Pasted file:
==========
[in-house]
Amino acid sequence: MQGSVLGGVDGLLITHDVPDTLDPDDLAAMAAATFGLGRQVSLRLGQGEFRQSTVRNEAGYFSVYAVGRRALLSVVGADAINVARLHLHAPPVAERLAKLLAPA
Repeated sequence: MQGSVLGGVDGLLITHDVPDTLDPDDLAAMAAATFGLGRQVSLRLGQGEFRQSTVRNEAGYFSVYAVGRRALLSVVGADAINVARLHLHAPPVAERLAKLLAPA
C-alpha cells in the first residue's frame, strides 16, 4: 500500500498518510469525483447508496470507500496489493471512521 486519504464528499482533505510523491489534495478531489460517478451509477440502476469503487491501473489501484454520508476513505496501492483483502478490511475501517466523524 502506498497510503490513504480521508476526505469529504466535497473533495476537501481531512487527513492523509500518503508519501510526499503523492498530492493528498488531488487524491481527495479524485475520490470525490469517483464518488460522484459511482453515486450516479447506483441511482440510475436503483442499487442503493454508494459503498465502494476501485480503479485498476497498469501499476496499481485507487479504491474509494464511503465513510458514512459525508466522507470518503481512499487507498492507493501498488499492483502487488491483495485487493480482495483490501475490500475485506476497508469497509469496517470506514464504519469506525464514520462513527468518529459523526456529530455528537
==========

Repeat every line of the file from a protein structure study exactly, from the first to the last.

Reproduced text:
[in-house]
Amino acid sequence: MQGSVLGGVDGLLITHDVPDTLDPDDLAAMAAATFGLGRQVSLRLGQGEFRQSTVRNEAGYFSVYAVGRRALLSVVGADAINVARLHLHAPPVAERLAKLLAPA
Repeated sequence: MQGSVLGGVDGLLITHDVPDTLDPDDLAAMAAATFGLGRQVSLRLGQGEFRQSTVRNEAGYFSVYAVGRRALLSVVGADAINVARLHLHAPPVAERLAKLLAPA
C-alpha cells in the first residue's frame, strides 16, 4: 500500500498518510469525483447508496470507500496489493471512521 486519504464528499482533505510523491489534495478531489460517478451509477440502476469503487491501473489501484454520508476513505496501492483483502478490511475501517466523524 502506498497510503490513504480521508476526505469529504466535497473533495476537501481531512487527513492523509500518503508519501510526499503523492498530492493528498488531488487524491481527495479524485475520490470525490469517483464518488460522484459511482453515486450516479447506483441511482440510475436503483442499487442503493454508494459503498465502494476501485480503479485498476497498469501499476496499481485507487479504491474509494464511503465513510458514512459525508466522507470518503481512499487507498492507493501498488499492483502487488491483495485487493480482495483490501475490500475485506476497508469497509469496517470506514464504519469506525464514520462513527468518529459523526456529530455528537